In Singapore, the Certificate of Vaccination is one of the documents required when registering for Primary One. This is issued to you after your child has completed the recommended childhood vaccinations under the National Childhood Immunization Programme (NCIP).
The NCIP offers several recommended childhood vaccinations for all children in Singapore to take.
From 2 January 2016 onwards, the Bacillus Calmette-Guérin (BCG) vaccine for Tuberculosis will no longer be given at polyclinics. If your child did not receive the BCG vaccination when born, do check with your child’s birth hospital!
Pneumoccocal vaccine is the only vaccination in the NICP that isn’t fully subsidized for Singapore Citizens by the Government. However, you can use your child’s Baby Bonus cash gift, Medisave or Child Development Account (CDA) to defray the expense.
ENHANCED IMMUNIZATION PROGRAMME
In addition to the NICP, there are some other optional vaccines that are recommended but not mandatory. Some of which include Rota virus, Influenza, Varicella (Chickenpox), Typhoid, Meningococcus and Hepatitis A.
All vaccines under the Enhanced Immunization Programme can be found at local polyclinics and are generally payable by Medisave or CDA.
ARE VACCINATIONS SAFE?
There’s many controversies over whether vaccinations are safe for young children, and whether there is a need to expose our children to so many of them.
Before you decide on whether to give your child a vaccine, it’s important for you to know what vaccines are. Vaccines are either live, weakened form of viruses (eg. Varicella vaccine for Chickenpox) or made from small pieces taken from a virus (inactivated). In other words, they originated from the virus but are either weakened or “dead”. While all vaccines have very high safety standards, it’s ultimately up to your own comfort level on whether you’d want to let your child have these additional vaccinations.
WHAT TO BRING FOR VACCINATIONS
Depending on where your child gets vaccinated, the items you may need to bring may be different. For polyclinics, you are required to bring your child’s birth certificate, health booklet, parent’s NRIC and CDA card (if you intend to pay using CDA). Subsequent visits would probably just need your child’s health booklet.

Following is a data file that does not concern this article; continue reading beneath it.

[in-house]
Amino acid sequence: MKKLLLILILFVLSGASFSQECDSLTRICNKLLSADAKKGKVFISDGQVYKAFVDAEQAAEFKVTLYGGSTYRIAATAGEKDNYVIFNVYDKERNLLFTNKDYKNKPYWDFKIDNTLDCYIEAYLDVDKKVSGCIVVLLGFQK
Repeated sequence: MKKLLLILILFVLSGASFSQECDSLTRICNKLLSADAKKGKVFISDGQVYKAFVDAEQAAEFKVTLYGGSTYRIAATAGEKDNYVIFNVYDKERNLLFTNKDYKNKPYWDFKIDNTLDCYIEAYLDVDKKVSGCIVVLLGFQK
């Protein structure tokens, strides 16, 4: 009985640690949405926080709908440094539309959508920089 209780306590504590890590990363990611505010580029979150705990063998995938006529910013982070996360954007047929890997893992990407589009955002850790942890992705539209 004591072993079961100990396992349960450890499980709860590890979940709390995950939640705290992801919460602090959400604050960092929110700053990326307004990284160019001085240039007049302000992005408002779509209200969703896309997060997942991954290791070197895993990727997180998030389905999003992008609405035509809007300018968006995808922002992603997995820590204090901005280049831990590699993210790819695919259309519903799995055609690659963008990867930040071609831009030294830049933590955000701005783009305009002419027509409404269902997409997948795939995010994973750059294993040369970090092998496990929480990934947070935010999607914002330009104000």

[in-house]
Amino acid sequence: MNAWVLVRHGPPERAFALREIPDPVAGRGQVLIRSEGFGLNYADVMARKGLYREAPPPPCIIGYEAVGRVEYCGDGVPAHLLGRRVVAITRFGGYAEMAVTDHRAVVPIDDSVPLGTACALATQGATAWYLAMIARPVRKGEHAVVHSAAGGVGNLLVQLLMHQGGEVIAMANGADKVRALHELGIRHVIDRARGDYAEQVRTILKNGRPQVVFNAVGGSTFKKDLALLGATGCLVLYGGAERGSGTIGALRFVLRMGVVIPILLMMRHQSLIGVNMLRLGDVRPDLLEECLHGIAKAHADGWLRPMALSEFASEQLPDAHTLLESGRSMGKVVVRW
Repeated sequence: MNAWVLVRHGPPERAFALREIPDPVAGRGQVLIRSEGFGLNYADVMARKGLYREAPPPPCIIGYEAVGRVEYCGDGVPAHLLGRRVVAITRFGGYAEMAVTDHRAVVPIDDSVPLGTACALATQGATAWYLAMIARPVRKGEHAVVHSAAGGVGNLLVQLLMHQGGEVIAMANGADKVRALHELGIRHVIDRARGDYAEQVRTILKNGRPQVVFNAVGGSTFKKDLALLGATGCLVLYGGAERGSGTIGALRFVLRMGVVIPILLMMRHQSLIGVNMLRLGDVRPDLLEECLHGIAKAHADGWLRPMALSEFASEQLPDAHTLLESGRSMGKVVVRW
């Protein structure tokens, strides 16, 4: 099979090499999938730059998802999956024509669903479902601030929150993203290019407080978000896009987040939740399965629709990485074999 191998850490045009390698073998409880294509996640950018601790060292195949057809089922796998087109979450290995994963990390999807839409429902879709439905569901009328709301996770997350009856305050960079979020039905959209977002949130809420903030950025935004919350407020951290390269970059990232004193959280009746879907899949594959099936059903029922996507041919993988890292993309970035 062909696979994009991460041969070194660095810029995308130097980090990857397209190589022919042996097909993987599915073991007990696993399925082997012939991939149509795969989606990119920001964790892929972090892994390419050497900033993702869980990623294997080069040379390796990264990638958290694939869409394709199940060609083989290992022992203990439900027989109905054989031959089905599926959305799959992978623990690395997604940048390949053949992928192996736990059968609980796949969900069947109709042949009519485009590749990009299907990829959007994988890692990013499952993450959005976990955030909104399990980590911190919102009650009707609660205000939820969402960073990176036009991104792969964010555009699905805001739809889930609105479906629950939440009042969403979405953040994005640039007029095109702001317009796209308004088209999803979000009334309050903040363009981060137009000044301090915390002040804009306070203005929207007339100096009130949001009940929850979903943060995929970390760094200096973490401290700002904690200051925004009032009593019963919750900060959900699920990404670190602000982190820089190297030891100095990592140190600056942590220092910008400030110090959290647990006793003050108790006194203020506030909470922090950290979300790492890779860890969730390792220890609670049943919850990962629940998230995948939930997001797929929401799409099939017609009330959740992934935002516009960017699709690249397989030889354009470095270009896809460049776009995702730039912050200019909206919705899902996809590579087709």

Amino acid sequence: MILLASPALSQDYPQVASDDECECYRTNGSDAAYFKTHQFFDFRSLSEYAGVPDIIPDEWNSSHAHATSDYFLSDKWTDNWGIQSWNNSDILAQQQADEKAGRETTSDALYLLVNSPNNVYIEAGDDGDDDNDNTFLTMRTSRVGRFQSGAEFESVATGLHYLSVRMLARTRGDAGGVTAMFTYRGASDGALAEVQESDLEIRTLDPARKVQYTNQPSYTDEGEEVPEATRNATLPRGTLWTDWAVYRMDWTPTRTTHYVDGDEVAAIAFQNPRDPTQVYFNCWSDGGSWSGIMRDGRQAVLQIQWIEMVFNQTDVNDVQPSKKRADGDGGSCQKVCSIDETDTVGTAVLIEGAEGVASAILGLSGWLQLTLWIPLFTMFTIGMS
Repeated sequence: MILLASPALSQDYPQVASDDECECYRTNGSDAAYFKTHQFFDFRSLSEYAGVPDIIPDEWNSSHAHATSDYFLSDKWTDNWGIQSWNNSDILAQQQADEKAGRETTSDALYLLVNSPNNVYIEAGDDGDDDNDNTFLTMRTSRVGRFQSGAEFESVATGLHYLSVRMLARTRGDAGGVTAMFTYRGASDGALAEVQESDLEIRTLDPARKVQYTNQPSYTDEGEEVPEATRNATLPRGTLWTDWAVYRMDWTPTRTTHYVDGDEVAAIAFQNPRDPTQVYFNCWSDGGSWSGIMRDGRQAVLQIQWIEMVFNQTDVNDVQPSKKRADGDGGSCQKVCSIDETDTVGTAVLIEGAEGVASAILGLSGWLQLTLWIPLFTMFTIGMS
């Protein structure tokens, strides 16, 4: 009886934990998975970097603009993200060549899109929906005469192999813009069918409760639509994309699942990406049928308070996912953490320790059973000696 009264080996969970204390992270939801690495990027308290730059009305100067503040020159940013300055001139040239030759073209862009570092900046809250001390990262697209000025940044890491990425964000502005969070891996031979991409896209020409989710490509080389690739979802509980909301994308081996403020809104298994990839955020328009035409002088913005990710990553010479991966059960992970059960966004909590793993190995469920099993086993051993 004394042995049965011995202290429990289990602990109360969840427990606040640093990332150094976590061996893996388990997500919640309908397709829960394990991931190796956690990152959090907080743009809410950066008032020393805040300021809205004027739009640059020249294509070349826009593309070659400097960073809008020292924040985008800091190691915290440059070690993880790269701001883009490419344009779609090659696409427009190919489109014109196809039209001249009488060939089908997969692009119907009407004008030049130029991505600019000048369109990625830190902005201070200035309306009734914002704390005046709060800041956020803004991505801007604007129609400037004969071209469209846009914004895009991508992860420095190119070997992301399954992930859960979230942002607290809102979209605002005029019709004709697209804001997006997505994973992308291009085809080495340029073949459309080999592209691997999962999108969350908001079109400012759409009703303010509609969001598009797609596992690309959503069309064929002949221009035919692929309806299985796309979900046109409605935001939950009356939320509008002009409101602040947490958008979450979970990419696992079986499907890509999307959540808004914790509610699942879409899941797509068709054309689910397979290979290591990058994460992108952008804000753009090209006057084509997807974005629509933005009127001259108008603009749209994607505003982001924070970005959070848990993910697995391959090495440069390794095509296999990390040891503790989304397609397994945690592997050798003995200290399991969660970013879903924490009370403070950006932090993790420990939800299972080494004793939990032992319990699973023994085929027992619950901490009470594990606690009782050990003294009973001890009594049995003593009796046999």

Other than that, you may also need to consider items that would keep your child occupied and calm. Some common things may include:
4) Basic Necessities – extra diapers, wet wipes, changing mat, hand sanitizer, extra clothes (for both parents AND baby!)
CARE AFTER IMMUNIZATION
After getting a vaccination jab, please do NOT rub on the injection site! The nurse/doctor would probably advise you to gently apply pressure using the cotton provided to stop the bleeding.
Some parents are anxious to get home after a vaccination appointment, but please bring along whatever you need (and even extra!) so you don’t have to rush back – you should remain in the waiting area for around 15 minutes, or when the nurse calls you back, just to observe for any side effects or reactions such as uncontrollable crying after long periods, fits and redness/swelling/pain over injection site.
It is common for some vaccinations to trigger a fever/rash. In fact, having fever after a vaccination is a good thing because it shows that the body is working hard to learn how to effectively fight against the bad guys! After your vaccination, the nurse should provide you with a bottle of fever medication and advice about how much and when you should give it to your child.
SEEKING MEDICAL ATTENTION
Now that you know fever and rashes are common and what you should take note of before leaving the clinic, when do you start seeking medical attention?
The general rule of thumb is to follow-up with your family doctor/polyclinic if:
- your child’s fever continues over 24 hours
- your child has persistent crying and can’t seem to be comforted
- your child has a fit/seizure after the vaccination
- there’s inflammation/visible swelling at the injection site
OTHER THINGS TO NOTE
If you intend to pay for any vaccination using your child’s CDA, please ensure that there is sufficient balance before your appointment to avoid having to pay it in cash.
Children can be unpredictable. If your child is sick, you may want to consider postponing his/her vaccination so that the body is well enough to fight the virus. This depends on your comfort level, but some nurses advised that a recovering cough/flu/fever is fine IF it is not caused by a viral infection.
Before you leave the clinic, check that the necessary information in the health booklet are filled in. You can check this at the vaccination record within the health booklet – the site of the vaccination, brand of vaccine, date given, batch number and name of clinic should be recorded clearly. If not done so, it may affect your child’s eligibility to get his/her Certificate of Vaccination and may have to retake the vaccine if necessary.
Another good practice would be to take note of your child’s actual age and the recommended age for the vaccination – a private doctor recommended my son to take his vaccinations way before he’s supposed to, I decided to switch over to polyclinic when he started giving the nonchalant attitude to us. When I told the nurses about it, they were glad that I switched because those vaccinations that the private doctor gave were before they’re supposed to be given and it could’ve been nulled if all further vaccinations were done.
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